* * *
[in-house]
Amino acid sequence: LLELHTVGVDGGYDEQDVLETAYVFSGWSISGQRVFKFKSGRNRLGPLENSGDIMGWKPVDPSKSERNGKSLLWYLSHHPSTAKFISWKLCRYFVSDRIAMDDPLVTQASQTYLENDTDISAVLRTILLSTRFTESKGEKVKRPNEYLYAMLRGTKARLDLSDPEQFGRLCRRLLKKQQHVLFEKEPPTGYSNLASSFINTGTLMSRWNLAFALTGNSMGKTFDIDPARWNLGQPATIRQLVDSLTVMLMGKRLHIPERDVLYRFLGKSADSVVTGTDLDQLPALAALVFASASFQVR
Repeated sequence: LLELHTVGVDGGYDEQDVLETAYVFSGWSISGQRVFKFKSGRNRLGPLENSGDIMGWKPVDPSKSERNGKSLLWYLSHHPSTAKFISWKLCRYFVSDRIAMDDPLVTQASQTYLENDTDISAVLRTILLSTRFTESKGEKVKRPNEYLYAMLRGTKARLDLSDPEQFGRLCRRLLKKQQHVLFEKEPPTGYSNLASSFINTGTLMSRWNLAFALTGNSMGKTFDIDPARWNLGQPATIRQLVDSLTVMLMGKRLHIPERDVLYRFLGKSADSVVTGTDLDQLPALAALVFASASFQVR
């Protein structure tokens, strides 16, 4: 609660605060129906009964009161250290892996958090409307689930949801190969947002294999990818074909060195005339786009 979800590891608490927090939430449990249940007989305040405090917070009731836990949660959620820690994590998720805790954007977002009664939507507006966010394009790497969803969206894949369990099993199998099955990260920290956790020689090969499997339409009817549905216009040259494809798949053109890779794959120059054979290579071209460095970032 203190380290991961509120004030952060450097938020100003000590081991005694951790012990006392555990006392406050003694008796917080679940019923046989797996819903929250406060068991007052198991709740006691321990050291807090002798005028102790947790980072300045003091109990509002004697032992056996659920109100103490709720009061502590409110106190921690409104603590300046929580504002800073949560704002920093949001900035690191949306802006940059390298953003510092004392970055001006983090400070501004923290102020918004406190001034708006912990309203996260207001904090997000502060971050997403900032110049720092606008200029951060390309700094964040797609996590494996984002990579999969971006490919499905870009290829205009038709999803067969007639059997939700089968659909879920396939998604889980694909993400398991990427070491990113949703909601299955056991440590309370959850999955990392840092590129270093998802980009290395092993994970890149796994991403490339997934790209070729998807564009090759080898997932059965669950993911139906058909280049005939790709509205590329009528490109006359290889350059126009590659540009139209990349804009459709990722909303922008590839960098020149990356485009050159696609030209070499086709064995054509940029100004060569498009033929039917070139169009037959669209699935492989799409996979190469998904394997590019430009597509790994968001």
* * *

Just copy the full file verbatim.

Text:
[in-house]
Amino acid sequence: LLELHTVGVDGGYDEQDVLETAYVFSGWSISGQRVFKFKSGRNRLGPLENSGDIMGWKPVDPSKSERNGKSLLWYLSHHPSTAKFISWKLCRYFVSDRIAMDDPLVTQASQTYLENDTDISAVLRTILLSTRFTESKGEKVKRPNEYLYAMLRGTKARLDLSDPEQFGRLCRRLLKKQQHVLFEKEPPTGYSNLASSFINTGTLMSRWNLAFALTGNSMGKTFDIDPARWNLGQPATIRQLVDSLTVMLMGKRLHIPERDVLYRFLGKSADSVVTGTDLDQLPALAALVFASASFQVR
Repeated sequence: LLELHTVGVDGGYDEQDVLETAYVFSGWSISGQRVFKFKSGRNRLGPLENSGDIMGWKPVDPSKSERNGKSLLWYLSHHPSTAKFISWKLCRYFVSDRIAMDDPLVTQASQTYLENDTDISAVLRTILLSTRFTESKGEKVKRPNEYLYAMLRGTKARLDLSDPEQFGRLCRRLLKKQQHVLFEKEPPTGYSNLASSFINTGTLMSRWNLAFALTGNSMGKTFDIDPARWNLGQPATIRQLVDSLTVMLMGKRLHIPERDVLYRFLGKSADSVVTGTDLDQLPALAALVFASASFQVR
């Protein structure tokens, strides 16, 4: 609660605060129906009964009161250290892996958090409307689930949801190969947002294999990818074909060195005339786009 979800590891608490927090939430449990249940007989305040405090917070009731836990949660959620820690994590998720805790954007977002009664939507507006966010394009790497969803969206894949369990099993199998099955990260920290956790020689090969499997339409009817549905216009040259494809798949053109890779794959120059054979290579071209460095970032 203190380290991961509120004030952060450097938020100003000590081991005694951790012990006392555990006392406050003694008796917080679940019923046989797996819903929250406060068991007052198991709740006691321990050291807090002798005028102790947790980072300045003091109990509002004697032992056996659920109100103490709720009061502590409110106190921690409104603590300046929580504002800073949560704002920093949001900035690191949306802006940059390298953003510092004392970055001006983090400070501004923290102020918004406190001034708006912990309203996260207001904090997000502060971050997403900032110049720092606008200029951060390309700094964040797609996590494996984002990579999969971006490919499905870009290829205009038709999803067969007639059997939700089968659909879920396939998604889980694909993400398991990427070491990113949703909601299955056991440590309370959850999955990392840092590129270093998802980009290395092993994970890149796994991403490339997934790209070729998807564009090759080898997932059965669950993911139906058909280049005939790709509205590329009528490109006359290889350059126009590659540009139209990349804009459709990722909303922008590839960098020149990356485009050159696609030209070499086709064995054509940029100004060569498009033929039917070139169009037959669209699935492989799409996979190469998904394997590019430009597509790994968001």